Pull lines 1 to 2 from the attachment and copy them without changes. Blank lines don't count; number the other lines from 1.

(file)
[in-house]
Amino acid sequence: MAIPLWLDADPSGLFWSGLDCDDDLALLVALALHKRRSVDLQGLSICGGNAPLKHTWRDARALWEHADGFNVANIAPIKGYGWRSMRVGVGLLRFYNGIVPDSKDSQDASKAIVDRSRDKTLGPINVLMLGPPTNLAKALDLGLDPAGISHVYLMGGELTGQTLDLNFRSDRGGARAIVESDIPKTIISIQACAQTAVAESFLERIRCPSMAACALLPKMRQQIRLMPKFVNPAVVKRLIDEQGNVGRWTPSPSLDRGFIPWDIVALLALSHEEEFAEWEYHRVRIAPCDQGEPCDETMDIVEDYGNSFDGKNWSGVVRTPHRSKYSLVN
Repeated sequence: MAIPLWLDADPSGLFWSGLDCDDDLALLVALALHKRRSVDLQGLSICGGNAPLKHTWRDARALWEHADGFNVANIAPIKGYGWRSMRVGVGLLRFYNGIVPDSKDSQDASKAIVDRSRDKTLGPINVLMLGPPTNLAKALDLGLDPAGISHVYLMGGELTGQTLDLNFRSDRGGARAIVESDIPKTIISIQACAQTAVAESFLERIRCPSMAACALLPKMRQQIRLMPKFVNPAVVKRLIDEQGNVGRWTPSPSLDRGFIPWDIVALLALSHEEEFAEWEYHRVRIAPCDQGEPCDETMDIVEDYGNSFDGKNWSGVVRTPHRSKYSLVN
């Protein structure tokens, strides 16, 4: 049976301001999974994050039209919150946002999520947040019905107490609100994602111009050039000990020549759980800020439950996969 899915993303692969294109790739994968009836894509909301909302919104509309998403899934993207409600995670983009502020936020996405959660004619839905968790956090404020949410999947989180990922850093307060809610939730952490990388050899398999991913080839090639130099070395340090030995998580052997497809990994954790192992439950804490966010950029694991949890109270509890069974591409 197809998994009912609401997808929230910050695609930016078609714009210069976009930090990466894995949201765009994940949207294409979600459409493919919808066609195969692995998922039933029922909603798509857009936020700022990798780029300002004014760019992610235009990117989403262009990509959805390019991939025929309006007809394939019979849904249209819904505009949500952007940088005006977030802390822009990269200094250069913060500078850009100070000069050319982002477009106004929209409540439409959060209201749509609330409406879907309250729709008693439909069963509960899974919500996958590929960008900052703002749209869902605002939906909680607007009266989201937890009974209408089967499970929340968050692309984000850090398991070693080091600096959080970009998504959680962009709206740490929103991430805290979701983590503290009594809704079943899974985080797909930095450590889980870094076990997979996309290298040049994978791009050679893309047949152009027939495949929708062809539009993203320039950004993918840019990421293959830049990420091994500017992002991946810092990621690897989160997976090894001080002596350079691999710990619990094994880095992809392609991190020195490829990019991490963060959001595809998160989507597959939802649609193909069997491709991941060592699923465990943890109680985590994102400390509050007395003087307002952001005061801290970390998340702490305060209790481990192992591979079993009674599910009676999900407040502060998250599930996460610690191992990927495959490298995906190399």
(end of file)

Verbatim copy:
[in-house]
Amino acid sequence: MAIPLWLDADPSGLFWSGLDCDDDLALLVALALHKRRSVDLQGLSICGGNAPLKHTWRDARALWEHADGFNVANIAPIKGYGWRSMRVGVGLLRFYNGIVPDSKDSQDASKAIVDRSRDKTLGPINVLMLGPPTNLAKALDLGLDPAGISHVYLMGGELTGQTLDLNFRSDRGGARAIVESDIPKTIISIQACAQTAVAESFLERIRCPSMAACALLPKMRQQIRLMPKFVNPAVVKRLIDEQGNVGRWTPSPSLDRGFIPWDIVALLALSHEEEFAEWEYHRVRIAPCDQGEPCDETMDIVEDYGNSFDGKNWSGVVRTPHRSKYSLVN